State Revenue, 644 N.E.2d 960, 962 (Ind. Tax Ct. 1994).) This statement,
while technically accurate, requires some context.
In Indiana Waste, the taxpayers only line of business was hauling garbage.
See Indiana Waste, 644 N.E.2d at 961. The taxpayer hauled both garbage
it owned and garbage owned by third parties. See id. Accordingly,
because the taxpayers income was derived solely from hauling, the Court was able
to look at its total income versus its income from third-party hauling to
determine whether the property was being used predominantly for third-party public transportation.
See id. at 962. The Court did not look at the taxpayers
total income to assess the nature of the taxpayers business as a whole.
See id. (The question of [the taxpayers] predominant use of the equipment
is the only material factual question in this case) (emphasis added). Consequently,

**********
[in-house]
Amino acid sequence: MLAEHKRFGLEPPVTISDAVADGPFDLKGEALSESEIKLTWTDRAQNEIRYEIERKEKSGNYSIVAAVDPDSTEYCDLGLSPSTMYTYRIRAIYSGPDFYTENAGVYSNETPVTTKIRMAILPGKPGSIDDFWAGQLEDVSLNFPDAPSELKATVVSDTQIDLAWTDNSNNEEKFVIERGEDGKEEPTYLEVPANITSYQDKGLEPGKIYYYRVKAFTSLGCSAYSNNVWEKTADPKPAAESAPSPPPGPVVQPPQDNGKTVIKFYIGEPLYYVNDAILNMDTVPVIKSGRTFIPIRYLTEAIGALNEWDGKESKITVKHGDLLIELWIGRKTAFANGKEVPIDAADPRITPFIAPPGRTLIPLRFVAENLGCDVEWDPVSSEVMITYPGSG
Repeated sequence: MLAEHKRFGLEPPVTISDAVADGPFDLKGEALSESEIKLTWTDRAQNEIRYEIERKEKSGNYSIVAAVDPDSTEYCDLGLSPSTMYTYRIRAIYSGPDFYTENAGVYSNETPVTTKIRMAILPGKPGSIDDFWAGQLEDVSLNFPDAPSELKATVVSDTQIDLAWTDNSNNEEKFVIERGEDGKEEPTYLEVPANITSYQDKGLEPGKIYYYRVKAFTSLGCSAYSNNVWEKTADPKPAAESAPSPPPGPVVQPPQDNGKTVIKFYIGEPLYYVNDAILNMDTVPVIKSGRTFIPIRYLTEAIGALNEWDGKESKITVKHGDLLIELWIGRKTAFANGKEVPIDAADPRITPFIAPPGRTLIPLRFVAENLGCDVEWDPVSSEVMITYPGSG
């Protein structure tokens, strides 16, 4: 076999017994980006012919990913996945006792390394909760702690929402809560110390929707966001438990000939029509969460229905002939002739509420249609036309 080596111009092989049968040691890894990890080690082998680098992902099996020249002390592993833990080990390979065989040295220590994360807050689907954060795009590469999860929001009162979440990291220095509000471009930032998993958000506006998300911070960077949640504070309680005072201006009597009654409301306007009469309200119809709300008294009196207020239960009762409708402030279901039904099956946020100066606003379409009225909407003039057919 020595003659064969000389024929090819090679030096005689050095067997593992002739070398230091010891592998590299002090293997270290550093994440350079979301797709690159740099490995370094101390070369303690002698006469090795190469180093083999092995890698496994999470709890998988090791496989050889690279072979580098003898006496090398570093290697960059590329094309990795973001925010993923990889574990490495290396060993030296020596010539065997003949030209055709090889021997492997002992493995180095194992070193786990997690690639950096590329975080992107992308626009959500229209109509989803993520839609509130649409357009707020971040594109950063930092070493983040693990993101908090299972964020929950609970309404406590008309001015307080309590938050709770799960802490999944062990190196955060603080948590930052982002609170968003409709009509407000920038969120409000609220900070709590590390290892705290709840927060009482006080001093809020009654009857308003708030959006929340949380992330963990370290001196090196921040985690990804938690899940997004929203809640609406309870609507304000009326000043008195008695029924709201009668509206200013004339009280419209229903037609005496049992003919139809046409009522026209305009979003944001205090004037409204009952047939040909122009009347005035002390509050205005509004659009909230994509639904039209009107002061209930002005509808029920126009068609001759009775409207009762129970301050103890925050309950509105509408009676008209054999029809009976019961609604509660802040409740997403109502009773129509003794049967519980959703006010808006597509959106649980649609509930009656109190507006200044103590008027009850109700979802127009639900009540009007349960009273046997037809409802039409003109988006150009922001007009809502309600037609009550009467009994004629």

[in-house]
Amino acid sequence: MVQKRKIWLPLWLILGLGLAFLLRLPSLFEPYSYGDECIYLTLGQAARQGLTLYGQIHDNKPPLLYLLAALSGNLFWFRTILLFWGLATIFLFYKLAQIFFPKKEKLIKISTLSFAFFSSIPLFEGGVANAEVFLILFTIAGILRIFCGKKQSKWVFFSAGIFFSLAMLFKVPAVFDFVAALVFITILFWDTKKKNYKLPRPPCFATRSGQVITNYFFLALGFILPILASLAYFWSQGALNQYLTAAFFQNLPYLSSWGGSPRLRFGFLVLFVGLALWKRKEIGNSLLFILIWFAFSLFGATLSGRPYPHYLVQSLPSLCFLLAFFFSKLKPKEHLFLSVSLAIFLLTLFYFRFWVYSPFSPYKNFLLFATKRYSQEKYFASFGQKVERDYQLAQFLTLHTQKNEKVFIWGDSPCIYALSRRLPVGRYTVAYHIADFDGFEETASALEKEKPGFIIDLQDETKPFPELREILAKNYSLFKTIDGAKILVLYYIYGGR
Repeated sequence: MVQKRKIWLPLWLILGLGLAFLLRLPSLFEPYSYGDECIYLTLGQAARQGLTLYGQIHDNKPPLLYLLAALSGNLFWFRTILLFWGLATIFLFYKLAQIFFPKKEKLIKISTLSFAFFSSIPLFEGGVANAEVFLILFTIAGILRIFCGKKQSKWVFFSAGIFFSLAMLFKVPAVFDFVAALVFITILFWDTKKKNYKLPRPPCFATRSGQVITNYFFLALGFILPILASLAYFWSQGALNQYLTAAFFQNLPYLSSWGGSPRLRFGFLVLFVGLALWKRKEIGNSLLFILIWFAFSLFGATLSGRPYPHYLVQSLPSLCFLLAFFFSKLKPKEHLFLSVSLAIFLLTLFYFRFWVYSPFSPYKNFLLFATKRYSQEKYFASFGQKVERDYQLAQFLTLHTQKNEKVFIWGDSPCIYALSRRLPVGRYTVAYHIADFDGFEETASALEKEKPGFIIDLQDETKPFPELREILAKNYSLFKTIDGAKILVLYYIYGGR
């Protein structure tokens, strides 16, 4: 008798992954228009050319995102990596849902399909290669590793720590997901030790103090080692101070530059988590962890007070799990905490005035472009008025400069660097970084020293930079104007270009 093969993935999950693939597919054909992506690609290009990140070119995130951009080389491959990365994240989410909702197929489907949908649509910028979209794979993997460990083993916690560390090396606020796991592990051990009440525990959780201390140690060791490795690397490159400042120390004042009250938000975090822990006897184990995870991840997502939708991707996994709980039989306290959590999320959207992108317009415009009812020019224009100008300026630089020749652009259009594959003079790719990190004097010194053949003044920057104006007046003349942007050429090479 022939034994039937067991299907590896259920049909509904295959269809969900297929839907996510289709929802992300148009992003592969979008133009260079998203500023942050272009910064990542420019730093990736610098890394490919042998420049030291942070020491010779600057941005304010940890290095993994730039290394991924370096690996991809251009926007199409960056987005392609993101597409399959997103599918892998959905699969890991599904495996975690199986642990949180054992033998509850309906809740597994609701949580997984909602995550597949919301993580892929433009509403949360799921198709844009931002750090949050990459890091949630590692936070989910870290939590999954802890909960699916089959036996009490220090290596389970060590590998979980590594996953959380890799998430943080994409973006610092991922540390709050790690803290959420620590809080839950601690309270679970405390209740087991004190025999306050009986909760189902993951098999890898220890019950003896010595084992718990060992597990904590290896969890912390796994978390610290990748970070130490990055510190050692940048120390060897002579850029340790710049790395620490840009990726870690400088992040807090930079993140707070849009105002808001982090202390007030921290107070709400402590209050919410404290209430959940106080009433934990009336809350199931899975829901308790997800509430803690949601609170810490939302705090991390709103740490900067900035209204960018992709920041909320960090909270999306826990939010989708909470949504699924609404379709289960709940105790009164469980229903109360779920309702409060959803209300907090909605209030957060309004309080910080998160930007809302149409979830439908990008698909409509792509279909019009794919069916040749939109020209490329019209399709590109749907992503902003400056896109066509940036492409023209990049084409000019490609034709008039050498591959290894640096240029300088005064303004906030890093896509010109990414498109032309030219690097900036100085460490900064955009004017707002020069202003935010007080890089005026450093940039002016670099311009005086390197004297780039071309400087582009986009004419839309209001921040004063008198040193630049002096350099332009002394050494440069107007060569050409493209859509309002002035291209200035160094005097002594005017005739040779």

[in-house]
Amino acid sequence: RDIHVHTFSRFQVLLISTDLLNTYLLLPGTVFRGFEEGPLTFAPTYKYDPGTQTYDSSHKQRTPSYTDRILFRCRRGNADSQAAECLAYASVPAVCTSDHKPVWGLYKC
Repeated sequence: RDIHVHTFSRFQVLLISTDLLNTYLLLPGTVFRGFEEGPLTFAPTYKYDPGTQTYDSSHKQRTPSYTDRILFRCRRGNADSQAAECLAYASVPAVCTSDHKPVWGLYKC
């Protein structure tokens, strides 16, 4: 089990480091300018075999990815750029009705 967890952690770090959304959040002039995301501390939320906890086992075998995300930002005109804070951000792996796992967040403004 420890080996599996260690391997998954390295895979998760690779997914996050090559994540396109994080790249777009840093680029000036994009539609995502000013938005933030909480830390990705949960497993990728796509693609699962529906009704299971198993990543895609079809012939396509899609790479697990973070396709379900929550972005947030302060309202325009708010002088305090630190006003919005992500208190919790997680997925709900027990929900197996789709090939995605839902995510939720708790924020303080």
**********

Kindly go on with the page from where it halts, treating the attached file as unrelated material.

the Departments position derives no support from this case.
A more apt comparison can be drawn between the case at hand and
a 1979 decision of the Indiana Court of Appeals. See Indiana Dept
of State Revenue v. Calcar Quarries, Inc., 394 N.E.2d 939 (Ind. Ct. App.
1979). In that case, the taxpayer, like Carnahan, was engaged in multiple
lines of business. In addition to hauling road construction materials, Calcar also
operated a stone quarry, a hot mix asphalt plant, and a ready mix
concrete facility. See Calcar, 394 N.E.2d at 940. Calcars evidence demonstrated
that approximately 90% of the crushed stone it hauled went to the job
sites of third parties rather than to its own job sites. See
id. at 941. Accordingly, the court held that it was entitled to
the exemption. Id.
In reaching its decision in Calcar, the court focused solely on the use